We put together a basic skeleton crew then folks joined in as needs arose and they proved valuable to the organization. Key players were Luis Raul Laracuente who established the first contact with the Puerto Rico government leadership in Orlando. Of course, Liza Rivera-Ruse, who was totally responsible for a very successful website, Facebook page, and road signs around Tampa. A consummate professional she was the face of the effort along with Brenda and Arlene Marie Oliva. Arlene Marie is the President of All American Music entertainment and they were key in the coordination, phone calls, negotiations and orchestrating the Air Force donating airplanes as well as private entities donating dozens of containers. All American was directly responsible in obtaining 5 additional warehouses to support the monstrous effort we found ourselves in. Antonio Soler became the operations head on the floor. Antonio and Linda Davila, who ran the volunteer and packing process, made this effort flourish. Key folks who never hesitated to work 14 and 15-hour days such as MSG Walter Gonzalez, Aaron Trommater, and Brenda’s father, Edwin, who worked harder than anybody, and Marisol Garcia. I got to mention TSgt Kelvin Valle, a logistics expert, who worked in the planning of the logistics and travelled several times to Puerto Rico to directly supervised the process of distribution and many times fix kinks in the process. Finally, Mariann Persad who was the key person in orchestrating the shipping process and in essence designed the manifest process and coordination with the shipping companies. Many more contributed far and above what anyone expected. Hundreds showed up on the weekends to sweat and pack and ship. I have to be deeply grateful to the biggest guardian of our effort, Rep Janet Cruz, without wanting anything in return, quiet and kind, showed up and offered her hands to support the volunteers as well as contacts to assist in our effort. Thanks to her the New York Yankees, Tampa Bay Lighting, Tampa Bay Rays, Amscot, and others made the shipping possible of 500,000 pounds of supplies, of the 3 million pounds of inventory we had. Senator Dana Young came to the warehouse and helped us obtain additional space at the airport. Commissioner Stacy White was a welcomed support as well. Finally, Mr. Tom Pepin who selflessly put our disposable his much-needed trucks. Mr Joe Capitano, and the Ybor Italian leadership were instrumental. As of course Mr Jose Fourquet from Merrill Lynch who leased private planes and flew supplies to Ponce. So, we had major supporters from the Minnesota Twins organization to New York Yankees to the Carlos carrasco Foundation they made our effort successful
Jolie Gonzalez-Padilla: How many Lbs. of relief supplies were you able to ship, and what did it all consist of?
Ret Colonel Evelio Otero: About 3 million pounds of which about 1.2 million was water. The rest were medical supplies, generators, food, diapers, hygiene, cleaning tools, electric saws, rakes, hammers, etc. Some were delayed for shipping reasons, but all was distributed. We shipped directly to the recipients, the people, and tried to avoid the State Government in Puerto Rico and prevent the log jam of containers in San Juan. We did that very successfully and became one of the largest relief organizations in the country.
Jolie Gonzalez-Padilla: Tell us about how your Organization was able to help Puerto Rico, and what efforts are still in play right now?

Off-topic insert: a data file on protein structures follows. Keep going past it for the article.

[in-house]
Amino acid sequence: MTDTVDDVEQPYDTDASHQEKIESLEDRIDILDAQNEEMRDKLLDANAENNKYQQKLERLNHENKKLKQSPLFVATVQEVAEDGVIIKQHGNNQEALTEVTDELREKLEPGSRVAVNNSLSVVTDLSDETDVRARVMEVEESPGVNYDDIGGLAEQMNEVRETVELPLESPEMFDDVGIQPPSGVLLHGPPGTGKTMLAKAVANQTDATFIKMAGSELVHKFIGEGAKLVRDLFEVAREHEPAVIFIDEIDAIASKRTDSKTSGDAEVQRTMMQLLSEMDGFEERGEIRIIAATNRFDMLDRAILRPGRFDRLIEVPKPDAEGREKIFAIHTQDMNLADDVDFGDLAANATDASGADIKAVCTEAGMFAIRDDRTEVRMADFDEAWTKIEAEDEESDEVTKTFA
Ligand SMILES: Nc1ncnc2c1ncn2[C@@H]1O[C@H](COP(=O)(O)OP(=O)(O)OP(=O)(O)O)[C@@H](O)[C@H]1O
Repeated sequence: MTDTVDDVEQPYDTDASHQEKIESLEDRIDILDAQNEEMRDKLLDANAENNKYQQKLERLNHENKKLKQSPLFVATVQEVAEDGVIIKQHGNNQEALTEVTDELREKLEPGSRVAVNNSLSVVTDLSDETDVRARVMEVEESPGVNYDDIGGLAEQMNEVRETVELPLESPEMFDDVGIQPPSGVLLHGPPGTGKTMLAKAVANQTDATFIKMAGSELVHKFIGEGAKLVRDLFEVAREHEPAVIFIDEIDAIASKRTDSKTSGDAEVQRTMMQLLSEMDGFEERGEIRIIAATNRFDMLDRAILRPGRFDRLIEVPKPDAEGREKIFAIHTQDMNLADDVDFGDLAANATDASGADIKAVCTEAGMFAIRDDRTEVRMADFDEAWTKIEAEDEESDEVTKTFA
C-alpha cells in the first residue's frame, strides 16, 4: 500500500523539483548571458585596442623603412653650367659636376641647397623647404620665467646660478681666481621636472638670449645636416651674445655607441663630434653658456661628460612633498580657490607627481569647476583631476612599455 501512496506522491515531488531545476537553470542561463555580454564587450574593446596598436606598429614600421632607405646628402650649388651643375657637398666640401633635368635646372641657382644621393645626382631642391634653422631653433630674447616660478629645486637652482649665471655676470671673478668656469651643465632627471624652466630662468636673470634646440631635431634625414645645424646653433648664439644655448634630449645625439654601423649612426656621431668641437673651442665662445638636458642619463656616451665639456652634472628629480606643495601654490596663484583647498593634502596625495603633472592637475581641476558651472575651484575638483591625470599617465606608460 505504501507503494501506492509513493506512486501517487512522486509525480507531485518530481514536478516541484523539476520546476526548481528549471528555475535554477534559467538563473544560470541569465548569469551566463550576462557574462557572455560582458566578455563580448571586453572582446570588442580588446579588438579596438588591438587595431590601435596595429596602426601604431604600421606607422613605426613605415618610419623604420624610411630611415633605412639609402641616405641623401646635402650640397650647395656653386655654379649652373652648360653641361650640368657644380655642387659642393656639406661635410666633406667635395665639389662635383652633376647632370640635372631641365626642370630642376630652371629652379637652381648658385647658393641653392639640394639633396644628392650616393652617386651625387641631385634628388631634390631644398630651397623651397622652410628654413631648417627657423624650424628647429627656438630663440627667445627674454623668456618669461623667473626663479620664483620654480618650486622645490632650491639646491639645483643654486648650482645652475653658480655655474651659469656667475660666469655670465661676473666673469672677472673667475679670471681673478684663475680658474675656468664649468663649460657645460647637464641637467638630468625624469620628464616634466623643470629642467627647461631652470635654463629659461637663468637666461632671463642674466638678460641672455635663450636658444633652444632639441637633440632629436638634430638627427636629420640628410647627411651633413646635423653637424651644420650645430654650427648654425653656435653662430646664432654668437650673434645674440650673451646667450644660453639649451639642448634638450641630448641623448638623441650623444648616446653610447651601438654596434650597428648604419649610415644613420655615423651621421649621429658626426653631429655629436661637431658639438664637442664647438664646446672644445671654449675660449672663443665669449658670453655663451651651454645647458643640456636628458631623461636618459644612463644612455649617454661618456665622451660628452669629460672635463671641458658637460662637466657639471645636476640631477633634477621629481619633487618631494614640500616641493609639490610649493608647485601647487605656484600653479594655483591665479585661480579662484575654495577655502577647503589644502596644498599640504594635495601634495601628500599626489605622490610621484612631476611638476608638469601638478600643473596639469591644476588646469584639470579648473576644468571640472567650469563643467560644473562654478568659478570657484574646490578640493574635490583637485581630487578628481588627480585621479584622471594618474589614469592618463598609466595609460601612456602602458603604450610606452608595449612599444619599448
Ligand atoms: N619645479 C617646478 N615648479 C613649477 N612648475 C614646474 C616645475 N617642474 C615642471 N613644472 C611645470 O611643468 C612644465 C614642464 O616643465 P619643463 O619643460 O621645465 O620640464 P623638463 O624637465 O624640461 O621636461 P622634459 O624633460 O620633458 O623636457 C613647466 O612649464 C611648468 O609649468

Ret Colonel Evelio Otero: We identified key towns where we concentrated to establish an effective network. Towns such as Toa Baja, Isabela, Mayaguez, Ponce, Rincon, Aguada, Aibonito, Salinas, etc. We ended operations in 27 Dec 2017 and now Course of Action Foundation is providing a grant for an in-depth study of what the collapse of Puerto Rico, whether short term or long term, means to the economy in Florida and evaluate lessons learned for policies that have helped or not the economic development of a destroyed economy where the projection is that 30,000 small business are due to close in Puerto Rico. What platforms do we have in Florida to integrate the new folks arriving which as of today are close to 400,000 folks. Are there any lessons to learn with a similar scenario anywhere in the United States? We are looking at awarding scholarships to university students willing to concentrate on this effort and look at Latin America as a fertile ground for economic relations.
Jolie Gonzalez-Padilla: What message do you send to those people that still want to continue to help Puerto Rico – what can they do?
Ret Colonel Evelio Otero: One thing we are looking at is helping the businesses in Puerto Rico, sending aid by ship or plane is counterintuitive at this point. The businesses there need the support of the purchasing power that we have. I would encourage buying goods there and have them sent to the folks in Puerto Rico. But with guarantees that the money is used properly.
Jolie Gonzalez-Padilla: What’s next for Puerto Rico?
Ret Colonel Evelio Otero: Puerto Rico will rise from this. It is the nature of the Puerto Rican people. Fighters, highly dedicated to improving their lives. As far as the people, the exodus of citizens will have an enormous detrimental effect in the island’s economy, but it will also help clarify what is really important to those left behind or willing to eventually go back. It will set straight the reality that Puerto Ricans are American citizens and not just an immigration group of hurricane victims. They bring in a unique quality that can only be positive to the Florida economy if the State views it as American citizens ready to work immediately. Puerto Rico as a form of government needs to reevaluate its economic realities and make sure that its citizens have an opportunity and never take for granted its citizens.